Players recount their ‘best present ever'

Right now, most Vikings players are hoping to make the playoffs for their Christmas bonus. But 15 or 20 years ago, they were experiencing the thrill of getting the favorite gift in their lives. Here are some of the chart-toppers.

With Christmas quickly approaching, parents everywhere are stashing away the present that they hope will be such a big hit that their kids say, "This is the best Christmas ever." While the Vikings players are grown men who are employed in a violent profession, each has that one gift that stood out from the others growing up. But what might be surprising is how telling some of the favorites would be in relation to their future occupation.

The Vikings locker room is loaded with different personalities and different responsibilities. Some players are the big maulers on the line. The speed players tend to line up on the outside. Linebackers get to dive head-long into the action with reckless abandon. Each has a specialty, and, in many cases, there can be a connection made between what they do now and their favorite present of all time.

When you think speed on a football field, wide receivers and cornerbacks come to mind immediately. One needs speed to get past the defense to make big plays. The other needs to be physical and have make-up speed to shadow an opponent. It should come as no surprise that cornerback Cedric Griffin and wide receiver Aundrae Allison, two players who live on their speed, would have a remote control race track as a favorite present.
"Best present? Definitely a race track," Griffin said. "I was about eight or nine years old and me and my cousin got a race track. We raced each other all the time. We wore it out. I think we broke in about a month."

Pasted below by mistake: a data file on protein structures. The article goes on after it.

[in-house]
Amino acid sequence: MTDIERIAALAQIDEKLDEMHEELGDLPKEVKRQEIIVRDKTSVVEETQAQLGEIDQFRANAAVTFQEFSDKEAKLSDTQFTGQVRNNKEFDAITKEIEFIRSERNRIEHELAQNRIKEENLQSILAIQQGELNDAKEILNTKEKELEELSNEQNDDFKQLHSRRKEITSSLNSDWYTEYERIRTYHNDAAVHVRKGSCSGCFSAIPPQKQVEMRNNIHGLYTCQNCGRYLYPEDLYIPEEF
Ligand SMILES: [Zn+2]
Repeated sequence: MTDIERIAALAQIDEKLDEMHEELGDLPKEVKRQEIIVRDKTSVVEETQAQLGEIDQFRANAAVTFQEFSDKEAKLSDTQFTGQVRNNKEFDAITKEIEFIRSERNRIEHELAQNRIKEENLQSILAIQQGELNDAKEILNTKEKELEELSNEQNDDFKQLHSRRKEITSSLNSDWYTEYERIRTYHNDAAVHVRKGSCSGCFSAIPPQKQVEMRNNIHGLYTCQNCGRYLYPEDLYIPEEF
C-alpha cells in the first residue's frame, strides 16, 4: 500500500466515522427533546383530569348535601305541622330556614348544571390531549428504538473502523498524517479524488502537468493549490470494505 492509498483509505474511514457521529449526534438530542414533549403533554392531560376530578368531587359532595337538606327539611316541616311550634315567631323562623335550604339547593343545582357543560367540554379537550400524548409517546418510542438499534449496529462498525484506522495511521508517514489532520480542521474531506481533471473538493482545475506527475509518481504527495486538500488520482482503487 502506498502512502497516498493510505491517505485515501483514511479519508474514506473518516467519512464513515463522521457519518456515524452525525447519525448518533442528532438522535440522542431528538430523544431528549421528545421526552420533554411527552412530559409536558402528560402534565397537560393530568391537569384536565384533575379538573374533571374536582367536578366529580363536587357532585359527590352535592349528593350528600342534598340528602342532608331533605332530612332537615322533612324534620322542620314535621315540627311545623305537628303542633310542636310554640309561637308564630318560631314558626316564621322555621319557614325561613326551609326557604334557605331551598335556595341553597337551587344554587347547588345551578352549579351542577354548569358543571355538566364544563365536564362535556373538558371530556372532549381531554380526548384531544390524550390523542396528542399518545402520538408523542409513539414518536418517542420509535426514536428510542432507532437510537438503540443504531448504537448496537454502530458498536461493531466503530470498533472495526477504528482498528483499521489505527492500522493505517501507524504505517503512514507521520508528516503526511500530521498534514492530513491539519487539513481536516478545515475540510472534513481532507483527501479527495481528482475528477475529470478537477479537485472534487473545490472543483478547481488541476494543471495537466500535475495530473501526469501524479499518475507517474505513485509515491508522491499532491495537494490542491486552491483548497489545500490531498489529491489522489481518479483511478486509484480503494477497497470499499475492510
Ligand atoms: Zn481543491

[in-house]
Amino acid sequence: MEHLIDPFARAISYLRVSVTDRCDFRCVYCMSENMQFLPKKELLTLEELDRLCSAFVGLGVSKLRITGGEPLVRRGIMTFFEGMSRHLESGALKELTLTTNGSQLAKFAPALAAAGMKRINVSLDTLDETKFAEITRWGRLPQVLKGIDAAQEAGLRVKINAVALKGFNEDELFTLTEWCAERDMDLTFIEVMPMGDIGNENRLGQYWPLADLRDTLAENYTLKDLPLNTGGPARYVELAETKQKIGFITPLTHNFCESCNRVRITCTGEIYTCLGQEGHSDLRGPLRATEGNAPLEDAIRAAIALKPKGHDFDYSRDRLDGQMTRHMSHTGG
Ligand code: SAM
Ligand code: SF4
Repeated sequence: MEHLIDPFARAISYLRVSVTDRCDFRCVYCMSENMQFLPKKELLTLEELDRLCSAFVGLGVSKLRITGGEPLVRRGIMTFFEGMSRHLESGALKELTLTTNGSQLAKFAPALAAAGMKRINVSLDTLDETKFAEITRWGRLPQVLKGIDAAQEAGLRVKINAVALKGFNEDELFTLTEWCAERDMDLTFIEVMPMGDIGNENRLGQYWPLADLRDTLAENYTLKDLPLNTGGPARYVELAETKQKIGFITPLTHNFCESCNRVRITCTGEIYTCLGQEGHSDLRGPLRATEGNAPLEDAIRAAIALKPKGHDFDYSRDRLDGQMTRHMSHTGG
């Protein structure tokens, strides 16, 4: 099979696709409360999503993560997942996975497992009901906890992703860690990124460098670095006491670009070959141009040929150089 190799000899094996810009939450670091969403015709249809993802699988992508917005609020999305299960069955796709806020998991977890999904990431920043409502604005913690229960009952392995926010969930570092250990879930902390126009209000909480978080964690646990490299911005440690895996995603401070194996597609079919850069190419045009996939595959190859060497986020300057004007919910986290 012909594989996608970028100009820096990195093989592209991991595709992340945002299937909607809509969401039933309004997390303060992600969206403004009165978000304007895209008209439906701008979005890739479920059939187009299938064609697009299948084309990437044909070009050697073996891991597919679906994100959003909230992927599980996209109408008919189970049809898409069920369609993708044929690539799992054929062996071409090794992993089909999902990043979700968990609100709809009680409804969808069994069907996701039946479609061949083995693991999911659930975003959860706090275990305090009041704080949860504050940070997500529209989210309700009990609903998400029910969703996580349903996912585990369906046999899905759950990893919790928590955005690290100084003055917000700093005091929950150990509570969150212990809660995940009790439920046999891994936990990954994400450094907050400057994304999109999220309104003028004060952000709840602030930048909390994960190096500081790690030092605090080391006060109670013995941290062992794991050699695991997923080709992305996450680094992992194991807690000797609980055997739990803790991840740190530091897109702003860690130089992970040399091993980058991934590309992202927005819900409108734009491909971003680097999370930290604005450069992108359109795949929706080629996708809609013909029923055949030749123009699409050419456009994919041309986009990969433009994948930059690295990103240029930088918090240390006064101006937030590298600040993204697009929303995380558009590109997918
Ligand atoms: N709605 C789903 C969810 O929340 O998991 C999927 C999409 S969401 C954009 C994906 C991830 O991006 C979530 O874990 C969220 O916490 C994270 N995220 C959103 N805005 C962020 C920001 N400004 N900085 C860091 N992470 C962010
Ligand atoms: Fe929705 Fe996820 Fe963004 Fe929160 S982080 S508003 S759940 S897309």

Allison loved his racetrack so much, he intends to relive the happy days of yore as an adult.

"My first race track was the best ever," Allison said. "We couldn't afford it at the time, but Mom put it on layaway and got it. That was my favorite present of all time. It probably lasted a few weeks and by then it was just destroyed. The fun thing was you could change the track to any shape you wanted. By the end of Christmas Day, the cars were already banged up. I might buy one this year, just to bring back some of those childhood memories."

While the speed merchants do their business at high speed, for offensive linemen life is much more hand to hand combat – me against you for 60 plays and let the strongest survive. It should come as no surprise that Pro Bowl guard Steve Hutchinson found his greatest Christmas joy with a toy designed for a man-to-man fight to the death.

"The (World Wrestling Federation) had the little plastic wrestler figurines that came out at that time," Hutchinson said. "There was Hulk Hogan, Roddy Piper, Andre the Giant. They had the big ring that came with it and it had ropes and everything. Maybe back then they had more commercials for toys or maybe I just paid more attention when I was kid, but they would run those commercials and all my friends would talk about it at school. Mom said, ‘Ask Santa and maybe you'll get one or a couple of them.' I remember I got the ring and six or seven guys. I played with it all day. I had a battle royal all day long."

Aside from brute strength, offensive linemen need good communication skills. In his three years with the Vikings, Artis Hicks has had to play guard and both tackle positions, each of which requires a lot of communication with his linemates. So it makes sense what the favorite present of his youth would be.

"A set of walkie talkies," Hicks said. "I was seven and we had gone to a store and I had seen them and I was all excited about maybe getting that. A few days later, I open the present and the walkie talkies were there. That was unbelievable, man. My best friend who lived next door had the other one. They actually had pretty good range – you could talk about a quarter-mile. We could be at the end of the street and talk. That one was my favorite."